The Robe a Three-Year Bestseller

Easter CrossRather than  post the list of 1943 bestsellers I’ve slated for review, since today is Easter on the Christian calendar,  it’s perhaps appropriate to mention a novel related to the events of Holy Week.

I first reviewed The Robe by Lloyd C. Douglas on the 50th anniversary of its first appearance on the bestseller list, which was in 1942. The novel not only stayed on the list a second year, but rose from seventh place in 1942 to first place in 1943.

In 1953, The Robe made a comeback, again hitting the top spot on the bestseller list, as the film version of the novel appeared in movie theaters with Richard Burton in the role of Marcellus Gallio, the Roman centurion who presides over Christ’s crucifixion.

A novel that makes the bestseller list three years out of 11—and two of those in the number one spot—deserves rereading if for nothing more than the novelty. However, I think you’ll find the story worth your time.

© 2013 Linda Gorton Aragoni

The Robe’s still good fit for Biblically literate

Easter Cross

The Robe is Lloyd C. Douglas’s most famous novel and perhaps his best.

For insulting the emperor’s stepson, the young tribune Marcellus Gallio is sent to Minoa (Gaza). In Jerusalem on security detail, Marcellus’ unit crucifies Jesus. Marcellus wins the robe Jesus wore.

Bother Marcellus and his slave, Demetrius, are convinced Jesus was innocent. Both men become converts.

Demetrius rescues the woman Marcellus loves from the clutches of the new Emperor, Caligula, and all three head back to Rome. Diana is skeptical of Christianity, but stands by her man.

The story is far more complex and exciting than my summary suggests. Douglas weaves ancient history and Bible stories into his narrative skillfully. The ogres of Roman history appear, as do the martyrs of the early church:  Peter, John, and Stephen.

Few writers can pull off a historical novel without bogging down in history. Douglas does it superbly.

However, I’m afraid even regular church-goers nowadays lack the Biblical knowledge to understand big chunks of The Robe. Without that knowledge, it’s impossible to appreciate Douglas as a storyteller.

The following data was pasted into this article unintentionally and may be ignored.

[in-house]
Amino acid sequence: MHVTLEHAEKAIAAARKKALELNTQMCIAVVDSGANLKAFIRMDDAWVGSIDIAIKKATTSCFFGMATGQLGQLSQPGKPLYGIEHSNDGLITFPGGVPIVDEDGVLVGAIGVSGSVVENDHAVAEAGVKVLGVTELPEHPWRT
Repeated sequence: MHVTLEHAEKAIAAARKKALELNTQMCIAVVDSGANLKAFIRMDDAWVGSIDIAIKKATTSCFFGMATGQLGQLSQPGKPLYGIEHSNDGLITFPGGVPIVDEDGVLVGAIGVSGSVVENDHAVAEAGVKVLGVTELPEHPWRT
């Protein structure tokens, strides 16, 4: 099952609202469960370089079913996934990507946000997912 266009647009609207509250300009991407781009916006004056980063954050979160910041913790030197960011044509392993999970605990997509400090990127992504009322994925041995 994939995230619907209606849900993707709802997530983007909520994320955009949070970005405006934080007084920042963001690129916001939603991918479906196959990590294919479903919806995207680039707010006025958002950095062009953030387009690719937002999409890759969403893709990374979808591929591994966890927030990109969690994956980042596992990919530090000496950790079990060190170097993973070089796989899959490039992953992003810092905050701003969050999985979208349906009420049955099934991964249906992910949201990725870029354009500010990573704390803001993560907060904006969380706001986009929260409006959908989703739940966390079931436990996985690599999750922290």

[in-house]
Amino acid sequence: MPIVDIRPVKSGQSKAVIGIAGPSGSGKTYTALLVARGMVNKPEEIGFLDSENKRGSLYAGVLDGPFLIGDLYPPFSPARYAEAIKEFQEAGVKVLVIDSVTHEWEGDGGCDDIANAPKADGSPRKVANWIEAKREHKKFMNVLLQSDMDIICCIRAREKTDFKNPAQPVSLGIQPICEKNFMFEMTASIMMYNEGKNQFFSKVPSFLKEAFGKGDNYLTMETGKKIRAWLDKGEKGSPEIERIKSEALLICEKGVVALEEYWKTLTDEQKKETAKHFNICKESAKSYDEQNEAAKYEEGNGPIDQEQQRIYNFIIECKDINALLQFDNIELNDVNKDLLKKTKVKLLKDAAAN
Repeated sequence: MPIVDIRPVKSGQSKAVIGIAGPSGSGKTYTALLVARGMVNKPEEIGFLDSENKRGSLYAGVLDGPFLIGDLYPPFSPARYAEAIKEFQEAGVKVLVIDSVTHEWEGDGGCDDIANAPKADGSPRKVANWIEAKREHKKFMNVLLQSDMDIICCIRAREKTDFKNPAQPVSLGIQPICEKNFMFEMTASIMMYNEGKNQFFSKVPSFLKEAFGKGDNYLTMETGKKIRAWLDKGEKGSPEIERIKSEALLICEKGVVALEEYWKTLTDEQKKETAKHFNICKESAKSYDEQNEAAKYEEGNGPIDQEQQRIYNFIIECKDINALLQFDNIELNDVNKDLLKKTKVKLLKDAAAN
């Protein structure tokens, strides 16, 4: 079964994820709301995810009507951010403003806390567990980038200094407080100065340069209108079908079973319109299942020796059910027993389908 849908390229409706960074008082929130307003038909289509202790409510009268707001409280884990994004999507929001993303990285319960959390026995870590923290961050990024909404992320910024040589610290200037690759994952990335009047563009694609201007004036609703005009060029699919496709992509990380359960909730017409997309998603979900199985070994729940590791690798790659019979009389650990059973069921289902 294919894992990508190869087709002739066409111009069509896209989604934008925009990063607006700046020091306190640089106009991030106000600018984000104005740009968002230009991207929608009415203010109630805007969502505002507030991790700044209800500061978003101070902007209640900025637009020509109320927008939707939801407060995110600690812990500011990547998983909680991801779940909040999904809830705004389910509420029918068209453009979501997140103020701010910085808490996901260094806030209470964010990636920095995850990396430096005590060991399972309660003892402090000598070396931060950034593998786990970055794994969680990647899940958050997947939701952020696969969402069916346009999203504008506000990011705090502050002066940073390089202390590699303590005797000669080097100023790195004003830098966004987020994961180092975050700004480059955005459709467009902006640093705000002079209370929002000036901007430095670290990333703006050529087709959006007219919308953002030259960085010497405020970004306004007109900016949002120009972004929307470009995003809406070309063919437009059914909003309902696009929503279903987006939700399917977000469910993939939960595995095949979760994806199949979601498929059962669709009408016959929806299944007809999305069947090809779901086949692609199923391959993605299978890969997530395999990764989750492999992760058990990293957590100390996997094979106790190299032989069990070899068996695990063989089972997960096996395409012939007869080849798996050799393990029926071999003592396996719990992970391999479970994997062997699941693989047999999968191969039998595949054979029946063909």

As a rule, I don’t like religious novels and off-the-shelf characters bore me, but I enjoyed The Robe anyway. Maybe you will, too.

The Robe
Lloyd C. Douglas
Houghton Mifflin, 1942
508 pages
#7 in 1942, #1 in 1943

Photo credit: “Easter Cross” uploaded by Watford http://www.sxc.hu/photo/1171347

© 2012 Linda Gorton Aragoni

The Nazarene Is Bizarre

As you can tell from the title, Sholem Asch’s The Nazarene is a retelling of the story of Jesus of Nazareth.

If you have read any of the novels dealing with the religious history of the period, you will expect to find the story told by a fictional unbeliever who is an eye-witness to the events related in the gospels.

Asch is true to type there.

What he does that’s totally unexpected — and thoroughly bizarre — is to have the story told by two narrators. Both are first century characters whose souls are transmigrated to 1930s Warsaw.

The one narrator, Pan Viadomsky, is a Catholic nutcase who has been mixed up in all kinds of religious frauds. Pan believes he is the Roman Centurian who supervised the crucifixion.

The other narrator, a devout Jew who helps Pan Viadomsky translate a Hebrew manuscript, comes to realize he was a pupil of Rabbi Nicodemus in a previous life.

The plot reads like the creation of inmates at an insane asylum.

Asch’s  prose plods with elephantine grace. The paragraphs are sometimes a page long. The novel goes on, and on, and on.

I suggest you go on without it.

The Nazarene
By Sholem Asch
Trans. Maurice Samuel
G. P. Putnam’s 1939
697 pages
1940 # 5
My Grade: C-
© 2009  Linda Gorton Aragoni